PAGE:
Guest Editor, Lisette Auton had an encounter with Vici Wreford-Sinnott in her role as Creative Lead on Little Cog’s Cultural Shift programme at ARC, which opened her eyes to the world of disability arts. Here was a stalwart, a doyen if you may of the movement, passing on words of wisdom. But that evolved into friendship, leopard print wearing, tea stealing and a realisation that never mind emerging, we’re both evolving and we’re supporting each other throughout. In a break with the norm, this interview to round up Auton’s Guest Editorship, becomes an ‘in conversation with’, where the whole issue of emergence is turned on its head and becomes one of evolution. Pour yourself a cuppa, crack open the biscuits and get comfy for a long read.
LISETTE: So Vici, key question for the editorship, what does the phrase emerging artist mean to you? Would you count yourself as emerging?
VICI: Emerging is one of those terms which has come to have multiple meanings depending on who you are I think. On the face of it, it could seem to describe a newly graduated artist striking out at an early stage in their career, ready to rise to all the challenges presented by a sustainable career in the arts.. It sounds exciting and progressive in that context. However, context is everything, and so if emerging as a term means a stage prior to progressing to the next level, then that begins to mean passing a ‘test’ of some sort – a graduation from one level of success to another. And if you’re an artist who hasn’t come through either a traditional route of arts training (i.e. art college or drama school), or has a career path which is meaningfully and genuinely accessible to you with equal status to all other artists, then does that mean that some artists get stuck at a particular stage of progression which is hugely challenging to shift?
LISETTE: I think it’s not just about getting stuck, it’s even unravelling that a bit further back, how do you even know that you’re stuck if you don’t know what possibilities are out there and available to you? How do we know that we can emerge, that there’s something else out there, if it doesn’t feel like there are many people leading the way or showing how it can be done. I was lucky that I found you.
VICI: I don’t know when emerging ends for us – it should be a transitional phase from one to another but quite what ‘another’ is, is sometimes unclear. More recognition? Being reviewed, programmed, invited, sought out? And despite always having development plans in place, I am constantly negotiating where I fit, partly because I have always felt ‘othered’ by the mainstream. I think that as a whole sector we are viewed as an emerging sector, save for a few heroes who make it a little closer towards the glass ceiling. If that tiny handful of heroes are celebrated and visible there is an illusion that the ‘disability question’ has been solved.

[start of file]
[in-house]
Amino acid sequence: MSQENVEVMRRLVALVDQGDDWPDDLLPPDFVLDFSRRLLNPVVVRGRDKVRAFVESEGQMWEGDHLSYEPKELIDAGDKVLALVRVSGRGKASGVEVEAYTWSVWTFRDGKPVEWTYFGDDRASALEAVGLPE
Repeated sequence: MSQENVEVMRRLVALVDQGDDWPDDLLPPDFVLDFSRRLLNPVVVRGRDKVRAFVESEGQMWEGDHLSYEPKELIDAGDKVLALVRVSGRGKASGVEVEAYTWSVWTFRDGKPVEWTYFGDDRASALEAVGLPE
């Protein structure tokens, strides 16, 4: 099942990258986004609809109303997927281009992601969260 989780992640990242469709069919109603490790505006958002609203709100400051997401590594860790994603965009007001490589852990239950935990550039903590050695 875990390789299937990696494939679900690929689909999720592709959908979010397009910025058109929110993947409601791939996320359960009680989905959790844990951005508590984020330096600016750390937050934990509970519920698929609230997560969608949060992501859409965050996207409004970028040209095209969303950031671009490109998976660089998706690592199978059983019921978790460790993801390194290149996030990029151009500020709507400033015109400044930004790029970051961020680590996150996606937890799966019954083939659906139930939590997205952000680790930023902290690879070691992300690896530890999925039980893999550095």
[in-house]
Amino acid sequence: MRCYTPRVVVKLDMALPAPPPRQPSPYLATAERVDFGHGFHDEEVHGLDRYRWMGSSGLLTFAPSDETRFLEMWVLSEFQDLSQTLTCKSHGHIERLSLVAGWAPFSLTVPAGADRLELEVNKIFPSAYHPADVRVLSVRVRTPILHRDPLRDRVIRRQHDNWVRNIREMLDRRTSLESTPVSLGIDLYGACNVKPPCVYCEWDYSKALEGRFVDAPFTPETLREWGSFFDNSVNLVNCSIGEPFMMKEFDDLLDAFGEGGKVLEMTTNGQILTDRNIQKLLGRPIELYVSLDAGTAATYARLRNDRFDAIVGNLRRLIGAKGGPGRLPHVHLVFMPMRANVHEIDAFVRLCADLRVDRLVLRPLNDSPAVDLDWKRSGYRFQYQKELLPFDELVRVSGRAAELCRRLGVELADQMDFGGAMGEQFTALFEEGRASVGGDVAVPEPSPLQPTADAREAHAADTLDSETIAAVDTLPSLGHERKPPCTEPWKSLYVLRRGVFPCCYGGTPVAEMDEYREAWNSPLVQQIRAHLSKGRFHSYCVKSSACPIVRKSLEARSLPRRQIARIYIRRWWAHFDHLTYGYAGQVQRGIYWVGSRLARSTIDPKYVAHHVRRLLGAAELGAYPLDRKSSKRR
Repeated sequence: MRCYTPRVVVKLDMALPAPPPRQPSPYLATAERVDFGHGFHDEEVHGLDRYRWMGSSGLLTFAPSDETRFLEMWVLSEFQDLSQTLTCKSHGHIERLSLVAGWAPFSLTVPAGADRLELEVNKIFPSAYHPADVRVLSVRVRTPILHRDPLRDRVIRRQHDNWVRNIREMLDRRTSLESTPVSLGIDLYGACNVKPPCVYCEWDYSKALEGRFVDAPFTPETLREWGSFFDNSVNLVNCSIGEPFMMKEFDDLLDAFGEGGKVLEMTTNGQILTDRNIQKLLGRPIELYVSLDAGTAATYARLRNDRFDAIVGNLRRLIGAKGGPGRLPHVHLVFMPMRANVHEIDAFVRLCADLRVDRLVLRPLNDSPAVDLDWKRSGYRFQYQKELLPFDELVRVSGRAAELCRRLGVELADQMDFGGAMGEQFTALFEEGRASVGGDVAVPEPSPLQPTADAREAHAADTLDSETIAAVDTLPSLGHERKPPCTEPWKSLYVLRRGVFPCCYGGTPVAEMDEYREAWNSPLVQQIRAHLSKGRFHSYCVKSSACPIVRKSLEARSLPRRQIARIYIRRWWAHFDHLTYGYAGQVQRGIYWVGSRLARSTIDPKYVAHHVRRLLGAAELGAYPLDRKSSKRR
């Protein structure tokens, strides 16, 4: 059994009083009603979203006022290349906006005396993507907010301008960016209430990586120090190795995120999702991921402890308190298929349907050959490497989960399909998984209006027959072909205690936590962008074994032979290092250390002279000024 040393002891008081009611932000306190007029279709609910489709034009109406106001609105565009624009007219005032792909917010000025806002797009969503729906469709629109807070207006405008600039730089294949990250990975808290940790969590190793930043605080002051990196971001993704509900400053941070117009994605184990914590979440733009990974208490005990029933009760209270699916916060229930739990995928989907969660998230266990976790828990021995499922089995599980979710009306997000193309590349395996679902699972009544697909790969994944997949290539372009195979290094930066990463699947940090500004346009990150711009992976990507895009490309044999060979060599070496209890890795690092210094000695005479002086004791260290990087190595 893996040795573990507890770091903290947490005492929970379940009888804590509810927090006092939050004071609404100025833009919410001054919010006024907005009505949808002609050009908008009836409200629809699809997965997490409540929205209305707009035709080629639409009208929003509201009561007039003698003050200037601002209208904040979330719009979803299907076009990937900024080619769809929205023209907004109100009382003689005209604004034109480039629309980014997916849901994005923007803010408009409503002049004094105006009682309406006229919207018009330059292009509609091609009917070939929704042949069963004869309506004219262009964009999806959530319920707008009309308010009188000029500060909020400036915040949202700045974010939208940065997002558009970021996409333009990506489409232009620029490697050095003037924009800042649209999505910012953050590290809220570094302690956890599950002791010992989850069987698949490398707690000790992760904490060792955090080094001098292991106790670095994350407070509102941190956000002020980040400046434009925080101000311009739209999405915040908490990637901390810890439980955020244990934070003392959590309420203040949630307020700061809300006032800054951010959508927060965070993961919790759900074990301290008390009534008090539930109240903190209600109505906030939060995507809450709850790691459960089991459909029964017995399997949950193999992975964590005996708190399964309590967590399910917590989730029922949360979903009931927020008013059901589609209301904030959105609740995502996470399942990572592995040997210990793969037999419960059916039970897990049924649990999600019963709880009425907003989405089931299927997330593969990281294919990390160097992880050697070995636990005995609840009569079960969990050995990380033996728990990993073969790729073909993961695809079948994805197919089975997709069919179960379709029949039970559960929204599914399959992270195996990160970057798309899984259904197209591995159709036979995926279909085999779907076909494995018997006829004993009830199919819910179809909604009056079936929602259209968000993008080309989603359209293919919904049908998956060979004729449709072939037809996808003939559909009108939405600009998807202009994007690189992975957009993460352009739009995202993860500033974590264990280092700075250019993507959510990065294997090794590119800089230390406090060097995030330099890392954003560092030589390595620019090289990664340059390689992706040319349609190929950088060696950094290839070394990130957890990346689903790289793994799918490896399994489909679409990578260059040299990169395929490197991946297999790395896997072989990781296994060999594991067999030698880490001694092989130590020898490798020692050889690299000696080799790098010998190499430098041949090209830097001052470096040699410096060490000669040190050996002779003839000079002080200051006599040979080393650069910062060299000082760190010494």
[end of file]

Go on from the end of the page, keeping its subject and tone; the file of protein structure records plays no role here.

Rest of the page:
You work in the mainstream, how accessible have you found those opportunities? Do they ‘get’ that they need to meet your access requirements? Is it easy to ask for them to be met?
LISETTE: My experience is limited in the mainstream, but for example, with my work at MIMA, I’ve found a place that’s hungry to socially engage, to learn and evolve. I found it hard to ask at first, I didn’t want to stand out, to give cause to highlight something that may mean that they’d work with someone else who was ‘easier’. I mean, it could have spectacularly backfired, and I know how discrimination can be subtle and then all of a sudden the work dries up… But in this case it has been a nourishing experience, one where I’ve learned ‘how’ not to ask, but state what I need and MIMA has listened, applied and then will go on to apply that in future too. It’s been a massive learning curve for me, to realise that it won’t happen unless I ask, and to gain the confidence to do so.
As an emerging/evolving/let’s make a new word artist I’m struggling to find balance – with activism, paying the bills, creating new work. How on earth do you do it?
VICI: This is really hard. Almost impossible in fact. Being a disabled person is 24 hours a day, 7 days a week, not just in working hours. We don’t switch it off with the lights as we leave the office. It’s hard because it’s our identities on the line, our status as human beings in question, and our validity as artists and cultural leaders scrutinised in ways non-disabled people are not. When I first trained as a theatre director my plan was to make stunning, breath-taking, beautiful political theatre. Making work to change the world, to win hearts and minds.
LISETTE: Yes! Sorry, please continue, got a bit excited…
VICI: I’d done really well in my directing specialism and left my course to set up my first theatre company. It soon became apparent that there was a secret code that I didn’t have access to, and the theatre world was a complete mystery to me. I had to also become an activist to ensure the world in which I wanted to create work was accessible and welcoming. I worked with really exciting and we all shared similar experiences of either direct exclusion based on assumptions about our capacity as disabled people to make professional and relevant art, or a lack of accessibility to arts buildings, to key decision makers, and most importantly to information about how to navigate the arts. So I have straddled two worlds for a significant part of my career – that of Chief Executive of both national and regional disabled-led development organisations promoting disability equality at all levels in the arts. If this strategic work isn’t done, the progress we want to make, the equality we want to achieve just isn’t going to happen. It is systemic. And of course to know this and to hold solutions to this, along with many disabled colleagues around the country, is a life’s work in itself as it takes more than a generation to effect genuine change to the status of disabled people, and an ongoing source of frustration. That we have the answers is not enough, we have to constantly be in the role of pragmatic, diplomatic persuaders.
LISETTE: That’s what I’m finding, the more I delve into the world of disability arts the more it ignites a, well, RAAAAAHHHH in me to fight for change in institutions, in the way the world is made and set up and accessed, in how disabled people are the most ingenious and creative people, because we have to be and how the mainstream is completely daft to not want to use that wealth of knowledge and wonder. I just don’t get it. And then making creative work becomes side-tracked by working out whether there’s a point to it, without fundamental change in the industry. I guess they have to go hand in hand?